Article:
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Indians, Settlers, and Slaves in a Frontier Exchange Economy: The Lower Mississippi Valley Before 1783

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436 pages5 hours

Summary

In this pioneering book Daniel Usner examines the economic and cultural interactions among the Indians, Europeans, and African slaves of colonial Louisiana, including the province of West Florida. Rather than focusing on a single cultural group or on a particular economic activity, this study traces the complex social linkages among Indian villages, colonial plantations, hunting camps, military outposts, and port towns across a large region of pre-cotton South.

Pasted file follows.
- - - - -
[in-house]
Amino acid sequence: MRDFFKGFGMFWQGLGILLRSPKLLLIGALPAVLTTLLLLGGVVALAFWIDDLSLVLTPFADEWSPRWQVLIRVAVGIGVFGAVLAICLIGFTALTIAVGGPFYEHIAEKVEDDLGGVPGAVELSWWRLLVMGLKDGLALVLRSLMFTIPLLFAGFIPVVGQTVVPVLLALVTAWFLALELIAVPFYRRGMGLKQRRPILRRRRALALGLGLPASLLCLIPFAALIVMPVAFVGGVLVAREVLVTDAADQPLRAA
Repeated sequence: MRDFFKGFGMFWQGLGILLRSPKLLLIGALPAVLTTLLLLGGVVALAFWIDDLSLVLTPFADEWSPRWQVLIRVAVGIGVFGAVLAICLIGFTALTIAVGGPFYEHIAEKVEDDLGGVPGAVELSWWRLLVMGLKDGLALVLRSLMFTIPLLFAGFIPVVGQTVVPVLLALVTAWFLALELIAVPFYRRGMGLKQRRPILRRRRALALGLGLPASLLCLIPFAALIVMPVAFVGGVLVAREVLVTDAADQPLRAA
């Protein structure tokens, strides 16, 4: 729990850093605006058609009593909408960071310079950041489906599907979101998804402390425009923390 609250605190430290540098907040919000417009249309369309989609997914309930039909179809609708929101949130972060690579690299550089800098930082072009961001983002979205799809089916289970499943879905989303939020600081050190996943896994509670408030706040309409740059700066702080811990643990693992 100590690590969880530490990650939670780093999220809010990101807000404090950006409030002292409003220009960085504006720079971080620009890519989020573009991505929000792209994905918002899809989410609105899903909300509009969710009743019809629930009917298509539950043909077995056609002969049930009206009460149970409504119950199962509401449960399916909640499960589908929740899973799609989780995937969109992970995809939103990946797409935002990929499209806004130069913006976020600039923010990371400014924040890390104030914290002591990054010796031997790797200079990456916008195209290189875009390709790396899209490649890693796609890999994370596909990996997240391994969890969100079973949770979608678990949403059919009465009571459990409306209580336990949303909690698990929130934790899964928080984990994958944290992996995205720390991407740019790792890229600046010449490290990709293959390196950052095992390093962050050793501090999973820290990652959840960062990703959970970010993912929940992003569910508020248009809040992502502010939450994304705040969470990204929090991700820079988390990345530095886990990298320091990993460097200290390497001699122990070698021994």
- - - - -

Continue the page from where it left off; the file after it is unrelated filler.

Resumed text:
Usner begins by providing a chronological overview of events from French settlement of the area in 1699 to Spanish acquisition of West Florida after the Revolution. He then shows how early confrontations and transactions shaped the formation of Louisiana into a distinct colonial region with a social system based on mutual needs of subsistence. Usner's focus on commerce allows him to illuminate the motives in the contest for empire among the French, English, and Spanish, as well as to trace the personal networks of communication and exchange that existed among the territory's inhabitants. By revealing the economic and social world of early Louisianians, he lays the groundwork for a better understanding of later Southern society.

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